We are teachers of language, of rhetoric. Now we need to use what we know for this new purpose – social action, public rhetoric.

Sample “Who pays?” ad to give the press to explain how poor working conditions for adjuncts affect everyone.

“Our starting point, though, should be the same – to make academic work (teaching and learning) less continent, more visible and more valued, both financially and professionally” (A6).

Susan Crowley: “While we are doing all of that [organizing a system in CCCC to address contingent labor issues], I ask you to remember who it is that puts the bread on our table: the absent multitudes whose labor we exploit, whose labor allows us to enjoy positions as WPAs, researchers, and scholars. Those folks are the heart of composition instruction in America. They always have been. It is time we remembered that, and it is time that we put them at the center of our organizational efforts” (A14).

Francis Fletcher, Jamey Nye, and Steve O’Donnell “The Adjunct Faculty Manifesto” – drawing on Marx and Freire. Class system at the academy, oppression, deflecting responsibility, exclusion, fragmentation

June 29, 2009

CCCC, Students’ Right to Their Own Language

Conference on College Composition and Communication. “Students’ Right to Their Own Language.” CCC 25 (Fall 1974).

This publication of the CCCC’s position statement on students’ right to use their own language in their composition classes contains background information and a bibliography about the sociolinguistics research the committee used to create the statement. The statement asserts that there is no one standard dominant American dialect, and to require students to conform to one and abandon their home dialects is discriminatory and assimilationist. The statement also argues that teachers of writing need to be given the training they need to allow them to teach students who bring a wide variety of dialects and languages into the classroom. The statement does allow for the teaching of EAE (educated American English) to help students prepare to get jobs after college, but that instruction of EAE must be done in a way that respects and validates their home langauge. College writing and composition courses should be a place where students learn about code-switching, not abandoning their culture and heritage, which is intrinsic to their language use. English teachers must take the lead in public debates about language use and educate the public through research in and knowledge of modern linguistics.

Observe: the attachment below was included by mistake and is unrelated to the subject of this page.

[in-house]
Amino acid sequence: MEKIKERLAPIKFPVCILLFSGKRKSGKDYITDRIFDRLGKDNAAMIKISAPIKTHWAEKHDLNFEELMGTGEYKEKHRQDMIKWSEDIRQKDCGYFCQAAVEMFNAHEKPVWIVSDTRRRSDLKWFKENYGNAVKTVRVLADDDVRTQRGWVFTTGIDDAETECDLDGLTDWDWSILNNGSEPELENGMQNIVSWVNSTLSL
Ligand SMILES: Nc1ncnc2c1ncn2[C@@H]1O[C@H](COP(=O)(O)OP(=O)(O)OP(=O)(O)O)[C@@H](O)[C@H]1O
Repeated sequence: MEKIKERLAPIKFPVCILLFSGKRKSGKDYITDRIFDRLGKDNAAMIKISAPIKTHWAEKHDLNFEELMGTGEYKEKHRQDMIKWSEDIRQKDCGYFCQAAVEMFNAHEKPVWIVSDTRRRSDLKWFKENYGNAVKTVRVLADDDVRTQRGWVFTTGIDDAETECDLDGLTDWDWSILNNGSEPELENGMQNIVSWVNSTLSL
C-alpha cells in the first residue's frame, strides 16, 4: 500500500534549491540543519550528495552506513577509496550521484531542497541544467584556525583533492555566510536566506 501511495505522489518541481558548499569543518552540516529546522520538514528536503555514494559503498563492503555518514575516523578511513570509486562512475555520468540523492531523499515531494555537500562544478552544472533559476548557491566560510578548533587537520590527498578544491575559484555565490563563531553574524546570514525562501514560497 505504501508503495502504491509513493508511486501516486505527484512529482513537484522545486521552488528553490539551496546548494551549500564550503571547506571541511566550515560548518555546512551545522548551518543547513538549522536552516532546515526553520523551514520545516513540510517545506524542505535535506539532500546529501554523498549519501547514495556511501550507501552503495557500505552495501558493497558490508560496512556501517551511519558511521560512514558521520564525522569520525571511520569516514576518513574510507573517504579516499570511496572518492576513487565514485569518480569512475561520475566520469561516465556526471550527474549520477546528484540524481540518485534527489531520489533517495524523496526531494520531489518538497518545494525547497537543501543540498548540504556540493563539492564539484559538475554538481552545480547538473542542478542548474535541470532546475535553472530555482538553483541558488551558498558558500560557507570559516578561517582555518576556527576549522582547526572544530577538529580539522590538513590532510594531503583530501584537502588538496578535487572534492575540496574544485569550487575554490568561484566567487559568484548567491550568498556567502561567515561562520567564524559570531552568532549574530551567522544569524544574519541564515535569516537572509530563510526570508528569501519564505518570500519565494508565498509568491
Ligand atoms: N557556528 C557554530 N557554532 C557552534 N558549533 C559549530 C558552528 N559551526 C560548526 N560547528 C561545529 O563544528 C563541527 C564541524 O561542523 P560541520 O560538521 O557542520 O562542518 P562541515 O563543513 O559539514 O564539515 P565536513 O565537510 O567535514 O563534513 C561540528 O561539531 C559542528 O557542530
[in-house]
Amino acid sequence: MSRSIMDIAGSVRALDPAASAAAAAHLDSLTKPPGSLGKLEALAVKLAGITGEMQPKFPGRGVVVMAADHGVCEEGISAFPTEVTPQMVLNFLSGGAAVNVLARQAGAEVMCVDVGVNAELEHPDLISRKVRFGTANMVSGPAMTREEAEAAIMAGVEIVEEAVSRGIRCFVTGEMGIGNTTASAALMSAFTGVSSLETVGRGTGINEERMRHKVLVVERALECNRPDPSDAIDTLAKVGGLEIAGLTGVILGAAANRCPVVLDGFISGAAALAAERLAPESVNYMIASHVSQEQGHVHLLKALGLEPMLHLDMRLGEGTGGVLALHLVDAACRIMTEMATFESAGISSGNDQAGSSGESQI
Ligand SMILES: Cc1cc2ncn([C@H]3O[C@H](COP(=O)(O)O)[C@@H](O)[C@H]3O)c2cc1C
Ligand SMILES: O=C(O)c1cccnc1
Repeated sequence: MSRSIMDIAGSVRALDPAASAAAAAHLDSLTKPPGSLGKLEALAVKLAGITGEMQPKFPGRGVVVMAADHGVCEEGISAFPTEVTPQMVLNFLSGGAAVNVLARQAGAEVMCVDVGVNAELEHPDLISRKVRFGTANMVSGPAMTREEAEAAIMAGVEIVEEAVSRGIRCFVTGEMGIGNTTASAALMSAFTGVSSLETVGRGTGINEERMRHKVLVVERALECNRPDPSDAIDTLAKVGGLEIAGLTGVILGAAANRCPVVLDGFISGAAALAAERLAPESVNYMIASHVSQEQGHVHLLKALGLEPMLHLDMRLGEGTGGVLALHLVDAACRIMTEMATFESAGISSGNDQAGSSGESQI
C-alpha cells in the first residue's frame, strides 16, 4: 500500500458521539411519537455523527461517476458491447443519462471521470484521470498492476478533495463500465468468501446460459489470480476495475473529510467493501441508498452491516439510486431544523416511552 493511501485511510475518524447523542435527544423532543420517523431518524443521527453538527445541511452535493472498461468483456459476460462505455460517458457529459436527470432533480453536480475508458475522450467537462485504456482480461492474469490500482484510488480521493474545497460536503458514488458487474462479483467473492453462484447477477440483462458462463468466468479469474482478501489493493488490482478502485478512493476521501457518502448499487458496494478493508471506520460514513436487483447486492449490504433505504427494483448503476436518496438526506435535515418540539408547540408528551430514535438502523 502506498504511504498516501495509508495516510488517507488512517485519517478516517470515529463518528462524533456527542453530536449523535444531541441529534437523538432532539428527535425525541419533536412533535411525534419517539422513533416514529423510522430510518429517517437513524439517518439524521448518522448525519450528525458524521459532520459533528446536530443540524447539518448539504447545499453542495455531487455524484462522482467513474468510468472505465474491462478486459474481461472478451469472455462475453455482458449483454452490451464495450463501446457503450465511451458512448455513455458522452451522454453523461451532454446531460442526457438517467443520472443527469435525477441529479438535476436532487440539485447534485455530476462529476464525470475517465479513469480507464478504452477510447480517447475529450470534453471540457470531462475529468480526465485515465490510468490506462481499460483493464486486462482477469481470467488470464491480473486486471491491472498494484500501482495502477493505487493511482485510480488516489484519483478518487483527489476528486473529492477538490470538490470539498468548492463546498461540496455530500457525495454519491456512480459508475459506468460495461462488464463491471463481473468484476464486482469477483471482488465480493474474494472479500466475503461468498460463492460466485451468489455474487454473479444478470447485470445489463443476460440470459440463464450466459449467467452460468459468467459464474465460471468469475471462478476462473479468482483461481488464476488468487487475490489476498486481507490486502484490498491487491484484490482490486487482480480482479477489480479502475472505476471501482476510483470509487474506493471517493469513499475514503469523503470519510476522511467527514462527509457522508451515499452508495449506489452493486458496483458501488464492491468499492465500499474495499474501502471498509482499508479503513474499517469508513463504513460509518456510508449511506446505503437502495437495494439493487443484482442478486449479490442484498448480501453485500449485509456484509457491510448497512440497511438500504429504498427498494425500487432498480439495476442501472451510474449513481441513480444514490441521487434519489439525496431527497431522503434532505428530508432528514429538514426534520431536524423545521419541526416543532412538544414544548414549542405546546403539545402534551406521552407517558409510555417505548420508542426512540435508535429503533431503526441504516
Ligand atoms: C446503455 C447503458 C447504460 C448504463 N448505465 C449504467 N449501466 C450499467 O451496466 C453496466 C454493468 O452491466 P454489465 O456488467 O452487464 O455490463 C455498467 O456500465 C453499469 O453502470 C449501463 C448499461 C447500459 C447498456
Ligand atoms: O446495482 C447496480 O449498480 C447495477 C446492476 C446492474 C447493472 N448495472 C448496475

Quotable Quotes

“A nation proud of its diverse heritage and its cultural and racial variety will preserve its heritage of dialects. We affirm strongly that teachers must have the experiences and training that will enable them to respect diversity and uphold the right of students to their own language.”

Notable Notes

extensive bibliography of resources that led to the statement

background information contains basic linguistics information that every English teacher should know (what they said)